You probably recall as a child sitting at the feet of your teacher. All the children in class would sit cross-legged on the floor while the teacher gave his or her lesson. Or perhaps you sat at the feet of your sports coach, your parents or another adult leader in your life.
In our childlike minds, the feet we sat at belonged to wise, old people who told us stories, gave us advice or shared some insight to help us learn something new. They were like gurus, full of wisdom and knowledge.
As children, the feet we sat at mattered. Some teachers were able to help us learn more effectively than others. But most of the time, we had little choice in the feet we sat at.
Now we’re older and, hopefully, a little wiser. We still sit at someone’s feet. We’re just not necessarily aware it’s happening and sometimes, we choose to sit at at the wrong feet that may not suit our needs.
If you look to the sporting world, you can see the enormous value of sitting at the right feet. Great coaches ensure their teams – the people who sit at their feet – perform at their best. No matter what sport it is, the coaches who help their teams succeed on the national and world stage, often earning a significant amount of money and respect and sometimes money.
One of the world’s most successful and well-known managers is Alex Ferguson, who managed Manchester United from 1986 to 2013. Man Utd dominated English football with Ferguson at the helm, winning 13 Premier League Titles, five FA Cups and four League Cups. Australia’s own Wayne Bennett is widely considered rugby league’s greatest coach of all time, winning a record seven premierships at two different clubs.
In every aspect of our lives, from sport to business to politics, we see phenomenal leaders imparting their knowledge and advice, and the people who sit at their feet achieve great success. Mahatma Gandhi, Martin Luther King and Nelson Mandela are examples of outstanding leaders who made a profound impact on their nations and, indeed, the world.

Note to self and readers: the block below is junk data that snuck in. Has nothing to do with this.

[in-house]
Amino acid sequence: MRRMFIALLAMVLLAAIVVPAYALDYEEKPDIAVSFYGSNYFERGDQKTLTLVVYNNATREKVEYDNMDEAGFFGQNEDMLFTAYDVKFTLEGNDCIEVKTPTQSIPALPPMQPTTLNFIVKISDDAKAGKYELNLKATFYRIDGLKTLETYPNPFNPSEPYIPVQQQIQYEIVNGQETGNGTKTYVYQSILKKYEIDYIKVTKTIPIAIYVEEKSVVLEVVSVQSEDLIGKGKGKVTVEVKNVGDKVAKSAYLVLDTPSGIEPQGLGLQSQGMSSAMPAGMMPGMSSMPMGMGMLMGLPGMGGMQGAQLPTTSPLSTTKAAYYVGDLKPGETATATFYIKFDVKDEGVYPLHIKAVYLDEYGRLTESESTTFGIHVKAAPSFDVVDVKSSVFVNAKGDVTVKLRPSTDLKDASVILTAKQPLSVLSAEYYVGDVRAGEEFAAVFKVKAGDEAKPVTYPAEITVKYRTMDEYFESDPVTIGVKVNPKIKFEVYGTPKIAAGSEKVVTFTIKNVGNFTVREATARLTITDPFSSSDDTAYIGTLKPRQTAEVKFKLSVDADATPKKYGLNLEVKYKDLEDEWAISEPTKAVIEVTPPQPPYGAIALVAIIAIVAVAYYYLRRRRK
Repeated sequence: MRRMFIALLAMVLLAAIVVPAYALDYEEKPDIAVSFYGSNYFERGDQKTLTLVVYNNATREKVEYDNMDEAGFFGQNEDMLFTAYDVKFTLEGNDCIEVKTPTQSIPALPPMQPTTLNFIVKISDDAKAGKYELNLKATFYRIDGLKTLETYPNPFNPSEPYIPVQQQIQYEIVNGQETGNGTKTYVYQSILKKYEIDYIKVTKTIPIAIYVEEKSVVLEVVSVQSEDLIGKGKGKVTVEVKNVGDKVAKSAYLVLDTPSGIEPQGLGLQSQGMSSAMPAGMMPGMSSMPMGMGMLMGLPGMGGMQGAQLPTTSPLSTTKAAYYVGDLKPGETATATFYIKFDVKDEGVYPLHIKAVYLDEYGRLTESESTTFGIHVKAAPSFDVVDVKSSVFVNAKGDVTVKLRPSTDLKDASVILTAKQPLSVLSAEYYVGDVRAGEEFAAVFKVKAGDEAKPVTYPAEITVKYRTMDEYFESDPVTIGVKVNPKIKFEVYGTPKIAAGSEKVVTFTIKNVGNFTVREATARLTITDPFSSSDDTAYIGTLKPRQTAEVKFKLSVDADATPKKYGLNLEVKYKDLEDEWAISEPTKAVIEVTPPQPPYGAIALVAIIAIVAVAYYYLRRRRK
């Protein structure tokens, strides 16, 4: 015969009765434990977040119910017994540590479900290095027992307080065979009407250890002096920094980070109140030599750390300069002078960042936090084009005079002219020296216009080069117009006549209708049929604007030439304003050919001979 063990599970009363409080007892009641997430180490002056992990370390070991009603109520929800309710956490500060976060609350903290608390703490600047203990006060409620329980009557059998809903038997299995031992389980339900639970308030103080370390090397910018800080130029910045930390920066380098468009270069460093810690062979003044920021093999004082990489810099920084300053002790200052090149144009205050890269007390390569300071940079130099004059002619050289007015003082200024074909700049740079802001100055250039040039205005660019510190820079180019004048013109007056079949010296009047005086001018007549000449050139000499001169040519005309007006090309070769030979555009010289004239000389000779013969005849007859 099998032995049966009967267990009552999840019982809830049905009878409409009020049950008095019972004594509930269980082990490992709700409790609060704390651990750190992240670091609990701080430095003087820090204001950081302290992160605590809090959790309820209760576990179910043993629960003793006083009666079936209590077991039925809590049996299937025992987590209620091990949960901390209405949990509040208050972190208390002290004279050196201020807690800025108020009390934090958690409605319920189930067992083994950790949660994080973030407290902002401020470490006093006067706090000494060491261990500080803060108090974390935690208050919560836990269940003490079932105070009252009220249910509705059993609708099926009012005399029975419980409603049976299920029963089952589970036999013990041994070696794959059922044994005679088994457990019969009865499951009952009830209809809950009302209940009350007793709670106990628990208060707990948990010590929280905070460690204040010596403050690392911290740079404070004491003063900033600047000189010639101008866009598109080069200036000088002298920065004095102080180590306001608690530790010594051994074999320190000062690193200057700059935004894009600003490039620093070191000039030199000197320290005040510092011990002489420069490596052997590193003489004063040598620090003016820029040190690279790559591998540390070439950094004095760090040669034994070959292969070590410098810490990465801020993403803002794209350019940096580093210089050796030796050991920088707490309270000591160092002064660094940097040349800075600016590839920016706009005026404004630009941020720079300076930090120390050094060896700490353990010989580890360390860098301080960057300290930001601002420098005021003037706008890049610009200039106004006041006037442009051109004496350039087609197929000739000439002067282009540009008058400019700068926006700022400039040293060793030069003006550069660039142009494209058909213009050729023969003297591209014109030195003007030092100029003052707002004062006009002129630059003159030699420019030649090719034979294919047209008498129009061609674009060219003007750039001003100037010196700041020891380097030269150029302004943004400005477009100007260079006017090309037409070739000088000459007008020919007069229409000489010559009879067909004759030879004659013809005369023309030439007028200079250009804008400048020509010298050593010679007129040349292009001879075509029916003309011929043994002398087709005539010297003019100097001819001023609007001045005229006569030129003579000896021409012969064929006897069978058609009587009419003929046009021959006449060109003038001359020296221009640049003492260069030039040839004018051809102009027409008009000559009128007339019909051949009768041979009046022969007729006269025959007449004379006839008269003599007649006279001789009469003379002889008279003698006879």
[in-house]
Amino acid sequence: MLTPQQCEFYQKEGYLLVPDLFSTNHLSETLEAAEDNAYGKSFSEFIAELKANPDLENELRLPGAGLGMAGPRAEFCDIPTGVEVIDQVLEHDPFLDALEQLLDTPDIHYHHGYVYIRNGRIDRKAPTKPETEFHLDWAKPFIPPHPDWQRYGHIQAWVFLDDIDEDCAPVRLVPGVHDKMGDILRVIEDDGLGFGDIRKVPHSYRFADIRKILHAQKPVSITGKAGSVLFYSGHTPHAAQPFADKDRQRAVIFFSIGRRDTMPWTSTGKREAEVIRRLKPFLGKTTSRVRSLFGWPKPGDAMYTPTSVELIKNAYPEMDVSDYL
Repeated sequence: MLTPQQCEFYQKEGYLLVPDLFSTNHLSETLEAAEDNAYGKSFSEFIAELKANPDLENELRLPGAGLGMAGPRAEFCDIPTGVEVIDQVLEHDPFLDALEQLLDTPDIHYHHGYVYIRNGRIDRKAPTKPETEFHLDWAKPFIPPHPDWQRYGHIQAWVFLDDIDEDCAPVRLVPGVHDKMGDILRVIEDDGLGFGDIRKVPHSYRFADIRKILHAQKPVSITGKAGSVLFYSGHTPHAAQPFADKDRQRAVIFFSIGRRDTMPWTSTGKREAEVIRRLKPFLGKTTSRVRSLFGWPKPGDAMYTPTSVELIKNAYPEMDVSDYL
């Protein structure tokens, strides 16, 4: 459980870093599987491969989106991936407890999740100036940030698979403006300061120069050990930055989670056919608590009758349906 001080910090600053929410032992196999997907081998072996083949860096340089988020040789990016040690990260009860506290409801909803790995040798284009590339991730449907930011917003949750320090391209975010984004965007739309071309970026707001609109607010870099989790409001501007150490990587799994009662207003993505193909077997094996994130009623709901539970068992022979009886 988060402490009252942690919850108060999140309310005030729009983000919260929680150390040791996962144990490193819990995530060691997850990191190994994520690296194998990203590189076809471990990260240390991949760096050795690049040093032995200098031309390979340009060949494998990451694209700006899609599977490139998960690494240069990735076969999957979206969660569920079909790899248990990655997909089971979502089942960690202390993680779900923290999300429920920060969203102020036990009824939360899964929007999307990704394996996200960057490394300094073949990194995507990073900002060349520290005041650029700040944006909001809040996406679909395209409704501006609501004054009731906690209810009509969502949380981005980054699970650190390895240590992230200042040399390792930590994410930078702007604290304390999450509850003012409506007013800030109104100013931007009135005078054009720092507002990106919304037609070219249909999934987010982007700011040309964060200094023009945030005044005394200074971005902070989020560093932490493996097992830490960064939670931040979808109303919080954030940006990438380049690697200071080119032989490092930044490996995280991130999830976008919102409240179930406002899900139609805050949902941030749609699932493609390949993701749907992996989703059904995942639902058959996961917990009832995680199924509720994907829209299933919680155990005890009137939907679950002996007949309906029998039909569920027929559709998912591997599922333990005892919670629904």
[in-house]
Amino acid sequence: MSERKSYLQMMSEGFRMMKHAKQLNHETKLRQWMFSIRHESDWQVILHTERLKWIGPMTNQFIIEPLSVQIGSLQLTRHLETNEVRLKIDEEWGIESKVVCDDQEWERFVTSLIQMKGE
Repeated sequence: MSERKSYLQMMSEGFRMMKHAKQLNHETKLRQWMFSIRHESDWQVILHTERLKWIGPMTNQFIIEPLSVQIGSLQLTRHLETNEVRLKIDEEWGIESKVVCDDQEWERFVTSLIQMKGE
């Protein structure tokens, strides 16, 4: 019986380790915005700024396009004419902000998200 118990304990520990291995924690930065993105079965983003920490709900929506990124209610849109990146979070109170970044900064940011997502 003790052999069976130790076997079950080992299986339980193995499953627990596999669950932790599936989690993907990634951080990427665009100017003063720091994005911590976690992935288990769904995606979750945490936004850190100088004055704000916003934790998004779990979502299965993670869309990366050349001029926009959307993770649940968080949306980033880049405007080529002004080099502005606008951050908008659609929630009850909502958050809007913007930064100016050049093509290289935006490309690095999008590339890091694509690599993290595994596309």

We also see amazing leaders closer to home, such as community and religious leaders, who may not be famous, yet make an immense difference to the people at their feet through their great humility, power and momentum.
All of us are looking for people to learn from, people to follow, people to sit at the feet of. These people will become a massive influence on who we become. In business and life, we have the power to choose whose feet we sit at. That’s why we must consciously and honestly ask ourselves whether the leaders, coaches, mentors and gurus we admire and look to for knowledge and advice an insight will truly help us grow.
What do you want to achieve? What do you want to learn? In what way do you want to grow? Whose feet do you sit at and will they truly help you on your journey?
Ensure the people you follow have the right knowledge, gifting, attitude and skill. Because it isn’t just the feet you sit at that matter, it’s the footprints they leave behind. What kind of mark do they make? Do they go in the direction you want to go? Make sure their footprints are worth following, but that’s for another blog.
You won’t always choose the best feet. The results won’t always be perfect. But, as leadership expert John Maxwell says in his book, Failing Forward, so long as you fail forward – in other words, so long as you learn from the experience both good and not so good – you’re on the right journey.
Be kind, be well, be true, be you.